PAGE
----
It seems easier to generate a list of literary dads who aren’t really very good at being daddies than to come up with dads who are. (Or maybe that’s just where my mindset was, for some reason.) Yeah, I know there are nurturing, caring dads out there in the literary realm… but I suppose that, like literary mommies, daddies who are incompetent, testy or just plain nasty make for more interesting characters than ones who are wholesome, supportive and effective at what they do. It’s kind of a corollary to what I call the Mischief, Murder and Mayhem Syndrome in news reporting: most current events junkies aren’t really interested in news stories about unbearably cute kittens playing gently with each other in flower gardens on a sunny day; it’s the awful, the ugly and the bizarre which is far more fascinating. Hmm. Guess that’s not really much of an endorsement about human nature in general, or news junkies in particular, is it?
At any rate, here’s my list of literary daddies that came to mind (in thirty seconds or less) for this year:
Claudius from Shakespeare’s Hamlet. I like this play a lot, although it’s not a happy one, and as I tell my students, whenever you read Shakespearean tragedy, you can pretty much guarantee a pile of corpses on stage by play’s end --- including the title character. Claudius is Hamlet’s uncle… or step-dad, really, because he marries his dead brother’s sister just as the play has started. Which never fails to gross out my students. (Granted, they have a point; what should Hamlet call Claudius? ‘Uncle Dad?’) Claudius makes a show of displaying step-fatherly devotion to his new son, but he’s usurped the crown Hamlet should have had, married his new wife in unseemly haste (Hamlet notes sarcastically to Horatio, his BFF, that food from the funeral became food for the wedding feast), and, we eventually learn, murdered his own brother to become king. And while he repents what he’s done --- well, sorta --- not enough to come clean and own up to his crimes. Unsurprisingly, he meets a nasty (and fitting) end at his stepson’s hand. Sir Derek Jacobi does a masterful job with the role in the excellent 1995 Kenneth Branagh film.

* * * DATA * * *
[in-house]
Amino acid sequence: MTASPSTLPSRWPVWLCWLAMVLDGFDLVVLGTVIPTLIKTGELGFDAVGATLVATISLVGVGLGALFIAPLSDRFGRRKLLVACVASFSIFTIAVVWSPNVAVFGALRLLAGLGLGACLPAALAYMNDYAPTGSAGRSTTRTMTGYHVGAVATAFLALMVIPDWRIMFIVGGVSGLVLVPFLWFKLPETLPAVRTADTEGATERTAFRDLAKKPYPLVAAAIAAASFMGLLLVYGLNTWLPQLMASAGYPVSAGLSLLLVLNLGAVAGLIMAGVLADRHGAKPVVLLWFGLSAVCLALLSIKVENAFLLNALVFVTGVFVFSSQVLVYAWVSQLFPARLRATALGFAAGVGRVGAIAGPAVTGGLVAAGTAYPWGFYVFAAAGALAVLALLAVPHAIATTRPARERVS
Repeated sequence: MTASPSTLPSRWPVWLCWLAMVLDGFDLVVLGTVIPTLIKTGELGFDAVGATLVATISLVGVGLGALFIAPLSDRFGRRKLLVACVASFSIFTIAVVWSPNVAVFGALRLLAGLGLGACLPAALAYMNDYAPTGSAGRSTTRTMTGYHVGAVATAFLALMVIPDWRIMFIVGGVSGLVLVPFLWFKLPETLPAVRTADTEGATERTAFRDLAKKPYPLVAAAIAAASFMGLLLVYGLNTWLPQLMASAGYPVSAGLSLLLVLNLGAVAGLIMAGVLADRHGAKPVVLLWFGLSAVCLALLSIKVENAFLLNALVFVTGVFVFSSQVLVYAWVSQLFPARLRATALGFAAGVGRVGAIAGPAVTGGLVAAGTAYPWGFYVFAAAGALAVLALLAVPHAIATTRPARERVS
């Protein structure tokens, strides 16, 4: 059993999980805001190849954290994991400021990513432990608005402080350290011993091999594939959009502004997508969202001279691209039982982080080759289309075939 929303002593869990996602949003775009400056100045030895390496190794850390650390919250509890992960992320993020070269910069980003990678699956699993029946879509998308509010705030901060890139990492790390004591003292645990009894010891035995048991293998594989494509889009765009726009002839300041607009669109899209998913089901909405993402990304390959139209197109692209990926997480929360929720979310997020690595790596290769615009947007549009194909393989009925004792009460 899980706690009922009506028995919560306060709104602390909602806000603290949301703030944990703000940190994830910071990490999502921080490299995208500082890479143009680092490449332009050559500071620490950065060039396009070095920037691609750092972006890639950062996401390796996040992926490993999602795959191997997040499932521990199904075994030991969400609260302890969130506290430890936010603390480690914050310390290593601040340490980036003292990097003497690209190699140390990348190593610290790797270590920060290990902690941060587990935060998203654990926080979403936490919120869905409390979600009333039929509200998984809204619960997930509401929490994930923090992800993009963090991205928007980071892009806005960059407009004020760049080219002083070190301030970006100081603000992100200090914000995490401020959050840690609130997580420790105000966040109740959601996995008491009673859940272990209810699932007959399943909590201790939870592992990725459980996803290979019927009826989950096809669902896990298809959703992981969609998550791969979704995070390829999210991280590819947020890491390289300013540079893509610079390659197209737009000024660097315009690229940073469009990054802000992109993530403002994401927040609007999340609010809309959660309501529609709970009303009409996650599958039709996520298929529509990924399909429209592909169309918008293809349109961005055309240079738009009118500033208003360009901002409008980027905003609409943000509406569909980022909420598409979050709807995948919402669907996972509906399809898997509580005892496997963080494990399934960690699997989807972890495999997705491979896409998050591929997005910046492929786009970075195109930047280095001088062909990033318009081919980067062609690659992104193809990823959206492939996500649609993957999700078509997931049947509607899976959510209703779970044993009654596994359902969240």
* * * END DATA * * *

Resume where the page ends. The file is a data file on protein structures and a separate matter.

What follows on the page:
Claudius from Robert Graves’ books, I, Claudius and the sequel, Claudius the God. Yep, ‘nother Claudius --- amusingly, also played by Sir Derek Jacobi in the terrific 1977 BBC television miniseries, back when he was still just an ordinary mortal like the rest of us. This Claudius is the reluctant Roman Emperor of two millennia ago, and I say ‘reluctant’ because he’s no monarchist at all --- wants the Roman Republic restored, in fact. He’s made Emperor, totally unwillingly, by the Praetorian Guard after his mad nephew Caligula is murdered. To universal surprise --- everyone erroneously assumes he’s mentally disabled, to accompany his physical disabilities --- Claudius actually proves a pretty competent Emperor. And he’s dad to a son and daughter, although a pretty distant dad, truth be told… and he’s quite sure the boy isn’t his. Nevertheless, he’s got plans for son to restore the Republic --- which, of course, ultimately come to naught, in a tale worthy of Shakespearean tragedy.
Denethor from Tolkien’s Lord of the Rings. (My obligatory Tolkien reference for the day.) I like book Denethor --- who’s Steward of Gondor i.e. de facto king --- much better than the filmic one, although John Noble did an excellent job with the material he was given. Book Denethor is prouder and not nearly as loony as filmic one --- Peter Jackson’s take in the films is that Denethor is clearly losing his marbles, which I doubt Tolkien would have approved of. Book Denethor is proud, cold, and calculating, yes, but doesn’t lose it until just before dying by his own hand, when he thinks he’s lost his second and only surviving son… whom he neglected in favour of his firstborn. There’s a lesson for dads everywhere: cherish your children while you can, buckos. Ah, yes, which leads to a title for Denethor’s memoirs: Tales Of A Bad Dad.
President Coriolanus Snow from Suzanne Collins’ Hunger Games trilogy. Truthfully, I’d forgotten his first name --- if in fact I ever knew it --- and on seeing it as I checked with my friend The Google, I rolled my eyes and just wanted to say… “Really, Suzanne? Really? Are we trying to be terribly clever here?” Because, of course, his first name is a not-subtle-at-all reference to Shakespeare’s tragedy of the same name: both characters share all kinds of common plot and character points in their respective narratives. (Of course, that’s not something your average teenager/YA aficionado would know. Or care about, come to that, so maybe it doesn’t really matter that much.) That personal snarkiness aside, however, I like President Snow’s character a lot, particularly as Donald Sutherland plays him in the films: he’s utterly ruthless --- although there’s a charming (if creepy) dichotomy as he tenderly relates to his grand-daughter --- cunning, pragmatic, and above all, terrifyingly honest (“Oh, my dear Miss Everdeen. I thought we had an agreement not to lie to each other”) which is as unorthodox in a politician as it is refreshing.
So there we are. Pater familias, indeed.